One afternoon I was walking through Havana wearing a Minnesota Twins hat and in the span of just a couple hours had about a half dozen men shouted out, “¡Minnesota!” or “¡Twins!” In one bar, the bartender found out our group was from America and kept asking us if we liked the Giants, who had won the World Series just a few weeks before. I insisted that no one cared about the Giants because they won the Series three times in the last five years and that the Royals were the team everyone rooted for as lovable underdogs. The bartender didn’t want to hear this but the next night I returned to his bar and found him dressed in full Giants garb. And what do you know – I just happened to be wearing my Royals hat. We both got a big laugh.


What a journey.

When I returned home and people asked me, “How was Cuba?” I could only shake my head and give them a one word response, “Unbelievable.” They usually followed up with, “Would you go back?” Another one word response, “Absolutely.”  I would go back to Cuba. Definitely. But not yet. Not for awhile. I want to let the new diplomatic relationship with the U.S. take hold. Let things work themselves out and go back in 5, maybe 10 years to see how things have changed. To see if they have toilet paper, and better food choices and spare parts for those old cars. I worry that the U.S. will come in and ruin a culture I saw to be very pure, by building a Starbucks on every street corner and teaching the people about such capitalistic ideals as KFC and heavily-scripted reality TV. But I’m also hopeful that things will improve and that the struggle, which I saw to be very real, becomes not so much of a struggle anymore. Here’s to Cuba, here’s to the people and to an island that I love so much.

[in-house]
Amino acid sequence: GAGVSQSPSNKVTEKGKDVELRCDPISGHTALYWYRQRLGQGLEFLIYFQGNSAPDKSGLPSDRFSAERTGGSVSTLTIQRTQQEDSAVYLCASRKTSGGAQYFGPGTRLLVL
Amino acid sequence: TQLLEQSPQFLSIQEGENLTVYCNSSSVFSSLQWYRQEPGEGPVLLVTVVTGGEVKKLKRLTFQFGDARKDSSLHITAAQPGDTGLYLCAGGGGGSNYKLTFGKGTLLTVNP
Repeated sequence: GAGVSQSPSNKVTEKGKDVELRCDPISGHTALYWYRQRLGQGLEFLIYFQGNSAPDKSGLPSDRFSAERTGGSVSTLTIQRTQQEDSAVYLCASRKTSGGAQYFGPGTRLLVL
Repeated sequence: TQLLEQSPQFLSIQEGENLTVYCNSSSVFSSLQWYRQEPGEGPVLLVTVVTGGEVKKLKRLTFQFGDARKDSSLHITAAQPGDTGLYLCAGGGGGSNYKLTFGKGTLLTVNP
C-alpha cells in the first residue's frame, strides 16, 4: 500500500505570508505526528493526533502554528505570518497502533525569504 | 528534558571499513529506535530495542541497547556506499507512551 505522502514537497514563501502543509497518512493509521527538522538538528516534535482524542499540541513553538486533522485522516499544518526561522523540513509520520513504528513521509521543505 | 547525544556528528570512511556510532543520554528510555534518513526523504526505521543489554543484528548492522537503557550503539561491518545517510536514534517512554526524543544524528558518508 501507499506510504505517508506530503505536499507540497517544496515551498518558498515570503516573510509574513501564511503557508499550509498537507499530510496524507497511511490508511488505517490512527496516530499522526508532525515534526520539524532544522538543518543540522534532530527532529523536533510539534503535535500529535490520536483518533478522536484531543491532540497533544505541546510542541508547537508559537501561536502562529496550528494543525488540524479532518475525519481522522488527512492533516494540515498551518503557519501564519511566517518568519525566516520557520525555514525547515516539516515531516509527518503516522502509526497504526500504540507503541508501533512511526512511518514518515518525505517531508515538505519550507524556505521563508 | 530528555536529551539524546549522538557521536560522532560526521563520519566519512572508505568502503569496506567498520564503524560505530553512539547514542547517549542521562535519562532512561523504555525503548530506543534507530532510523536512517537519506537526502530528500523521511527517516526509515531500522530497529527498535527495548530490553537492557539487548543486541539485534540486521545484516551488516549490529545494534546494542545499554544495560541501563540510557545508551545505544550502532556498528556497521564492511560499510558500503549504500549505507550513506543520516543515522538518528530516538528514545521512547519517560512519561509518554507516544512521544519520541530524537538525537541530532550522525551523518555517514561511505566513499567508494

Mark McGinty‘s work has appeared in Maybourne Magazine, Montage Magazine, Cigar City Magazine and Yahoo! Arts and Entertainment. His novel The Cigar Maker won a Bronze Medal at the 2011 Independent Publisher Book Awards and was named Finalist at both the ForeWord Magazine Book of the Year Awards and the 2011 National Indie Excellence Awards. Connect with Mark on Twitter